Not very long after my discovery of the National Film Theatre, I was to stumble upon one of the oldest and, in my view, loveliest cinemas in London's East Finchley. The Phoenix was first opened as the East Finchley Picturedrome in 1912 and its first film was a rather sombre account of the ill-fated Titanic, which had tragically sunk that year. Today The Phoenix retains much of its original character including its famous vaulted ceiling and Art Deco reliefs. Over the years, however, the cinema has come close to being demolished, but thanks to the support of local residents and various high profile campaigners including Maureen Lipman, Michael Palin and Mike Leigh, it has survived in tact. And since 1985 has been run as a charitable trust for the community - its profits going towards its educational work and maintenance. When I first discovered it I was living in East London and would think nothing of driving halfway around the North Circular to see a movie here.
It's probably the only cinema in the UK in which you might book a seat and then be treated to a live performance of Morris men before the screening, followed up by a talk by the director. This was precisely what my wife and I were treated to when we decided on the spur of the moment to see a film neither of us had ever heard of called 'Morris: A Life With Bells On.' The reason we hadn't heard of it was because it hadn't yet been released. But The Phoenix clearly liked it enough to give it an airing. Rightly so as it is in fact a very funny spoof documentary with a few familiar faces including that of Sir Derek Jacoby. I can honestly say that I've yet to see a duff film at The Phoenix.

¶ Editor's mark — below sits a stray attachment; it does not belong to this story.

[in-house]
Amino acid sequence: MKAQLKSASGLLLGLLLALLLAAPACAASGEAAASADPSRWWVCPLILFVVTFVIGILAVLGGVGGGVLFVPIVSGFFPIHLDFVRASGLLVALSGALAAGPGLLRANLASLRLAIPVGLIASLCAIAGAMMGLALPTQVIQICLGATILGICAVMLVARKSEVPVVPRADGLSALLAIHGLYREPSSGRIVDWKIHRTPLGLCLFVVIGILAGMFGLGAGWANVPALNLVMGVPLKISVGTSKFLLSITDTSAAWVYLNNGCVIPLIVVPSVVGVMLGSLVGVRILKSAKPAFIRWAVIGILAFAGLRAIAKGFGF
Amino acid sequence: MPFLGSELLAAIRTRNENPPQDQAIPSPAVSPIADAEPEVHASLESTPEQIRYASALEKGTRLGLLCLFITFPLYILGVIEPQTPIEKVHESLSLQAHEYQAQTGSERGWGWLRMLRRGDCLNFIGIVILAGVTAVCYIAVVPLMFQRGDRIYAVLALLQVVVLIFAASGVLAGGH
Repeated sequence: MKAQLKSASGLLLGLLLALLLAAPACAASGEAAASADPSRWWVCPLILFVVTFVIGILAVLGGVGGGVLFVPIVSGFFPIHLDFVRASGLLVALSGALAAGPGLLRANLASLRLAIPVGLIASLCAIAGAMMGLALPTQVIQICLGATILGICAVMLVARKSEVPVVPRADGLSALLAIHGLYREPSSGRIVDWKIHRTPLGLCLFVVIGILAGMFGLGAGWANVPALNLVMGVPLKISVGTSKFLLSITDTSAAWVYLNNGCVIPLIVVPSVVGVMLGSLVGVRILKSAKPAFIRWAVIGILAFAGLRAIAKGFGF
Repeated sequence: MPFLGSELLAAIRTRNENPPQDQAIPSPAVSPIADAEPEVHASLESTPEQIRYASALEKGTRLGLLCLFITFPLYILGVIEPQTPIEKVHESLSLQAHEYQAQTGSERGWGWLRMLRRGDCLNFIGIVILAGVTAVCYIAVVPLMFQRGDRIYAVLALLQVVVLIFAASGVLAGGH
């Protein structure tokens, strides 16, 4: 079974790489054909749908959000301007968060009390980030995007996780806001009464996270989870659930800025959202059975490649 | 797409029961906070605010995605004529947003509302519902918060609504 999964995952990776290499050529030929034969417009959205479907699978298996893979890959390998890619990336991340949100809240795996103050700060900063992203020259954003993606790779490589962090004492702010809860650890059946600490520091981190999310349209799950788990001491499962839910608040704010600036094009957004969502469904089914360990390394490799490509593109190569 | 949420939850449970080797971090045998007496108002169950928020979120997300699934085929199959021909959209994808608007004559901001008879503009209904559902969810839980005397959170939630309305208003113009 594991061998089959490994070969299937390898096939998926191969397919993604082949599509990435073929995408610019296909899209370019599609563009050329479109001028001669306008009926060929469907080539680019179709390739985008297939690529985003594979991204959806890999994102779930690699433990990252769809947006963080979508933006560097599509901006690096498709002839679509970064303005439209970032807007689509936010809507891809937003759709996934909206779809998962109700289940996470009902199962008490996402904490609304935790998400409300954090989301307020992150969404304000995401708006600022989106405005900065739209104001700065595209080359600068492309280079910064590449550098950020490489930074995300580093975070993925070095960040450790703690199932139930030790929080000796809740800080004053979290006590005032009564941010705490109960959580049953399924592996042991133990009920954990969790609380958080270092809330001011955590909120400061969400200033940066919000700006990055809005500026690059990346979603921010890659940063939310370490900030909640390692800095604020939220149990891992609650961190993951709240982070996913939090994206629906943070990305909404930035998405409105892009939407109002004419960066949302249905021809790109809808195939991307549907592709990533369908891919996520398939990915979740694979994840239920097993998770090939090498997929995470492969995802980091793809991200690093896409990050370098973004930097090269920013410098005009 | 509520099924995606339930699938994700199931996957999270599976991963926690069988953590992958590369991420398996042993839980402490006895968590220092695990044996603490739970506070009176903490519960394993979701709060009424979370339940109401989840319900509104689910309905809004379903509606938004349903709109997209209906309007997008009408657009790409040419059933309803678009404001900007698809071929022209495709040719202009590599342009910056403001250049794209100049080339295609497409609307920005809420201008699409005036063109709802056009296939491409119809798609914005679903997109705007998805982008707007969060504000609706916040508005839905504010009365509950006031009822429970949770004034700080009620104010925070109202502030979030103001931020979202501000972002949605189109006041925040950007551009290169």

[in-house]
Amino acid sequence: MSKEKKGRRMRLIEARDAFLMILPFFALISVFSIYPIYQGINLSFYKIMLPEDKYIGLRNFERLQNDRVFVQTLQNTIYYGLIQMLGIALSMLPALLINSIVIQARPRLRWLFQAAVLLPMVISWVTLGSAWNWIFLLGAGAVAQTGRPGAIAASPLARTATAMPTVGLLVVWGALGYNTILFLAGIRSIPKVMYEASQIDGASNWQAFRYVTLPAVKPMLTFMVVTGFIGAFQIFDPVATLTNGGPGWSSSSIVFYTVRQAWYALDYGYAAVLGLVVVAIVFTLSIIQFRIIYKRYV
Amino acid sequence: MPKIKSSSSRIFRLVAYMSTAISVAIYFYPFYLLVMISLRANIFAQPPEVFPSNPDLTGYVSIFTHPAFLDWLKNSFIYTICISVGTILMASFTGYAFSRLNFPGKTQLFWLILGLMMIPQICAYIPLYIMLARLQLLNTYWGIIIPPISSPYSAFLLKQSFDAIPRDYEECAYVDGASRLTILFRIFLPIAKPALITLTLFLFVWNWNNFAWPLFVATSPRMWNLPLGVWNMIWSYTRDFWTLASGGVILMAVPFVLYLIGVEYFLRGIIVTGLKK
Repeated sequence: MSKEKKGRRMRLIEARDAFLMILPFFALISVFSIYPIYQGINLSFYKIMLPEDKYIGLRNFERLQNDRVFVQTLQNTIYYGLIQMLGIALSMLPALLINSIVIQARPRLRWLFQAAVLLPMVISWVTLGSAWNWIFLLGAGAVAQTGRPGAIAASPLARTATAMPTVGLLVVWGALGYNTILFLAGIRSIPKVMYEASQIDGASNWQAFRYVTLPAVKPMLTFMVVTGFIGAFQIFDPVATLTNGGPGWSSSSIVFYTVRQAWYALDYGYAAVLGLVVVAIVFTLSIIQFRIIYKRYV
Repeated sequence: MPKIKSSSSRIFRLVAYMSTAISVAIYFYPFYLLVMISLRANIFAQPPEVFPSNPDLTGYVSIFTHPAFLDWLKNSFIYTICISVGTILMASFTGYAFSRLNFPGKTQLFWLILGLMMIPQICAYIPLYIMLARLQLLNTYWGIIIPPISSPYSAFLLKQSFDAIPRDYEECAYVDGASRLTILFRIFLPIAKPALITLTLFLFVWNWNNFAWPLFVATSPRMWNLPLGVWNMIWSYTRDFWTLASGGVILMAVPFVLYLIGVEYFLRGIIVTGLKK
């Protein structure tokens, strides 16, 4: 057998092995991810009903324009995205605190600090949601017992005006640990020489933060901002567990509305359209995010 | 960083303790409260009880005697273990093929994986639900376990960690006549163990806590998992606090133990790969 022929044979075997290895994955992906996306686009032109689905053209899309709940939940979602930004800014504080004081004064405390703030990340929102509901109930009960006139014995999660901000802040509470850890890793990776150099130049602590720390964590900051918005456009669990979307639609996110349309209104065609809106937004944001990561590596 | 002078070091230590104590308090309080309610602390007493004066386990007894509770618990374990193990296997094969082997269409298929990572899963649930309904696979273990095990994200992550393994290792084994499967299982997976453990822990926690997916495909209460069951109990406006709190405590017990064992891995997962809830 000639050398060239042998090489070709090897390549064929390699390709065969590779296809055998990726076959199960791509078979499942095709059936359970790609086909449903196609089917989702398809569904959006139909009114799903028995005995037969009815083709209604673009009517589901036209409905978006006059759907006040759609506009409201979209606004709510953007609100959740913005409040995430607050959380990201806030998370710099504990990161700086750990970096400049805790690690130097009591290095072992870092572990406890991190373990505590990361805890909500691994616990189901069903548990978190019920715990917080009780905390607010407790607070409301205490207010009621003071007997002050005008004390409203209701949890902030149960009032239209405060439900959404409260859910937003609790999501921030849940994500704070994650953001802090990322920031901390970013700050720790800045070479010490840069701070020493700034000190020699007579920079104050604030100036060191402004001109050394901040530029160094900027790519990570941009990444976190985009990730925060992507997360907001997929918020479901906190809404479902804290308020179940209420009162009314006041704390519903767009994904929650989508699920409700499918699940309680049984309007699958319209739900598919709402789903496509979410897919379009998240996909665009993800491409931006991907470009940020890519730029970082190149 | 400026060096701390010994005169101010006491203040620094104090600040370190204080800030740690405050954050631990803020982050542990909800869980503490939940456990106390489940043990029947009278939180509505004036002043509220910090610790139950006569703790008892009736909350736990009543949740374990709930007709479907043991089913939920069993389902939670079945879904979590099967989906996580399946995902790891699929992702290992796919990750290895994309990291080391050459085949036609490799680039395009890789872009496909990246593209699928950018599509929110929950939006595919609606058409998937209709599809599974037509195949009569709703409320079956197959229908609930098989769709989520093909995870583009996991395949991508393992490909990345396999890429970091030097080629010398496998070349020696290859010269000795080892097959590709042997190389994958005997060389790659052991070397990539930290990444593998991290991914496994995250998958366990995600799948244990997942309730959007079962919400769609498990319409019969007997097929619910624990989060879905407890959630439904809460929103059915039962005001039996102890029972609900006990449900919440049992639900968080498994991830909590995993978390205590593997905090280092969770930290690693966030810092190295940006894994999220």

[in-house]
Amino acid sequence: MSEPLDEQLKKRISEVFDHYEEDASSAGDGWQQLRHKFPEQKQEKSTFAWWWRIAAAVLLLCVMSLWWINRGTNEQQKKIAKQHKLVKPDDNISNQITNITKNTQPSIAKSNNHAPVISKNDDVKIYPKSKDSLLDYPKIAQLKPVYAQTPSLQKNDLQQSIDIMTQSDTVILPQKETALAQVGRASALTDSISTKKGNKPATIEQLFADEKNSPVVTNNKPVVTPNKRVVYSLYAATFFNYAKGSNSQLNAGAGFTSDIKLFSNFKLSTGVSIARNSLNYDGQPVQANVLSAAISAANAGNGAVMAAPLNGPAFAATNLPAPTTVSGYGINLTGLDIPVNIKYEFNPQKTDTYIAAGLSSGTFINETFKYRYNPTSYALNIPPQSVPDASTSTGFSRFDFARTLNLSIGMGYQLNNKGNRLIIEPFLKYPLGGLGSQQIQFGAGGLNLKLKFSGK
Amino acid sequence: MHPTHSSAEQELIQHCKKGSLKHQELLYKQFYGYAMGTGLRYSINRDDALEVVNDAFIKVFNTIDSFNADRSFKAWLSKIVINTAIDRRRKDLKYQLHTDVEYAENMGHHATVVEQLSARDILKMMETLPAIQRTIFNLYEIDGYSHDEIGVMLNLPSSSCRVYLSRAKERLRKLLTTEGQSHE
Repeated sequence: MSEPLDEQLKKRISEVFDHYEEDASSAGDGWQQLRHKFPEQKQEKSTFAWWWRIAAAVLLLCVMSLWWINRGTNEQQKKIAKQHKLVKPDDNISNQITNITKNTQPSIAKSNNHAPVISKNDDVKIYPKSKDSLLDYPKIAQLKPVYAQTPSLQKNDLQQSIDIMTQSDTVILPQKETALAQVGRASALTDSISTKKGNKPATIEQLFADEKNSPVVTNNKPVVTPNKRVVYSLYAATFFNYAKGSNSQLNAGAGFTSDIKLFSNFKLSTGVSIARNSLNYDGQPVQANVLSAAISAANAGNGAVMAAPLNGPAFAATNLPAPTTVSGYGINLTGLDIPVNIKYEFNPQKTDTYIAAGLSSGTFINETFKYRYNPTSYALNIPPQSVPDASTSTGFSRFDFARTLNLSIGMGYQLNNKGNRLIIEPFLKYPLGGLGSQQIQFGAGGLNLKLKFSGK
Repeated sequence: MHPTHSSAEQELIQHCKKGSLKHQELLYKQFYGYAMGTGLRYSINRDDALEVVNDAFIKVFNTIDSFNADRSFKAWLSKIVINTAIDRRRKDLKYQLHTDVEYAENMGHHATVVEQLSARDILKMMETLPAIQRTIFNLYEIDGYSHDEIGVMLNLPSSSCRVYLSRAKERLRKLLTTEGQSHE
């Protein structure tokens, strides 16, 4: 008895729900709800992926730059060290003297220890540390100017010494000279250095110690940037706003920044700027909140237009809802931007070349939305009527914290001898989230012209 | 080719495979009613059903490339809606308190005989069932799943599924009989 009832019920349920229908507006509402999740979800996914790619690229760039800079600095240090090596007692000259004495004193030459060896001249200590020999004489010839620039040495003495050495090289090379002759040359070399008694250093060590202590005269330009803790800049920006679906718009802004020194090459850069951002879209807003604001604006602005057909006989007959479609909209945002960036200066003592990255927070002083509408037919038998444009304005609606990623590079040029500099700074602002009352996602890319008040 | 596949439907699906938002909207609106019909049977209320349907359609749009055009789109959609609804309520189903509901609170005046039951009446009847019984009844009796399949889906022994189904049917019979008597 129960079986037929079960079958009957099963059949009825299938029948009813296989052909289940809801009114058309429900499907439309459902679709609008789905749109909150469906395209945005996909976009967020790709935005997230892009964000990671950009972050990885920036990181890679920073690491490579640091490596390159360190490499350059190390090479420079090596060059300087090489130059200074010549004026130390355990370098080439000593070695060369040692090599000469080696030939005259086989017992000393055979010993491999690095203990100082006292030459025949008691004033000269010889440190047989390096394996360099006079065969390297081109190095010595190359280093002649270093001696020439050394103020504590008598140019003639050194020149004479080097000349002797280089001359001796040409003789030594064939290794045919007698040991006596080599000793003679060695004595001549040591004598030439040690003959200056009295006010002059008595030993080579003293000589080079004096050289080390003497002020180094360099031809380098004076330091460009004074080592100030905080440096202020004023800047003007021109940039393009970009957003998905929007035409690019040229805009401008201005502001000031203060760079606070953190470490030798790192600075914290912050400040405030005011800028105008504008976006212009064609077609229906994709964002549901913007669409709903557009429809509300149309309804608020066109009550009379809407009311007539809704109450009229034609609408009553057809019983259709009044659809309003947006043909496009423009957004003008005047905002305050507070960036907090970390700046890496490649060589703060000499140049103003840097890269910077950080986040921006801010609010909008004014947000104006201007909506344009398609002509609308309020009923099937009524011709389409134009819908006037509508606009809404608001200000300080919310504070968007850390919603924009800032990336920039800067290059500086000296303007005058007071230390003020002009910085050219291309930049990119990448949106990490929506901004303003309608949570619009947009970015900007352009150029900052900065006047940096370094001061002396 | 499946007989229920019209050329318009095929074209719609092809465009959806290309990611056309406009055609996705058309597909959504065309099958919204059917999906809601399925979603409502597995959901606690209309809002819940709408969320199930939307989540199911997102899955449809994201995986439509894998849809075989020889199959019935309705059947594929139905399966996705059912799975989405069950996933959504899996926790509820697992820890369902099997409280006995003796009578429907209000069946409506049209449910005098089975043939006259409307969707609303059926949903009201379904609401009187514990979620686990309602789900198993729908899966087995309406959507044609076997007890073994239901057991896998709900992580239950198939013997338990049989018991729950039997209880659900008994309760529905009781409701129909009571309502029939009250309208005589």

If like me, you love the cinema but can't abide watching films in the large impersonal chains that attract noisy gangs of kids and are perpetually littered with the detritus of popcorn and fast food packaging, head for this delightful haven in East Finchley. And if you really must insist on munching something, I'd recommend the home-made chocolate cake.
Alex Pearl is author of Sleeping with the Blackbirds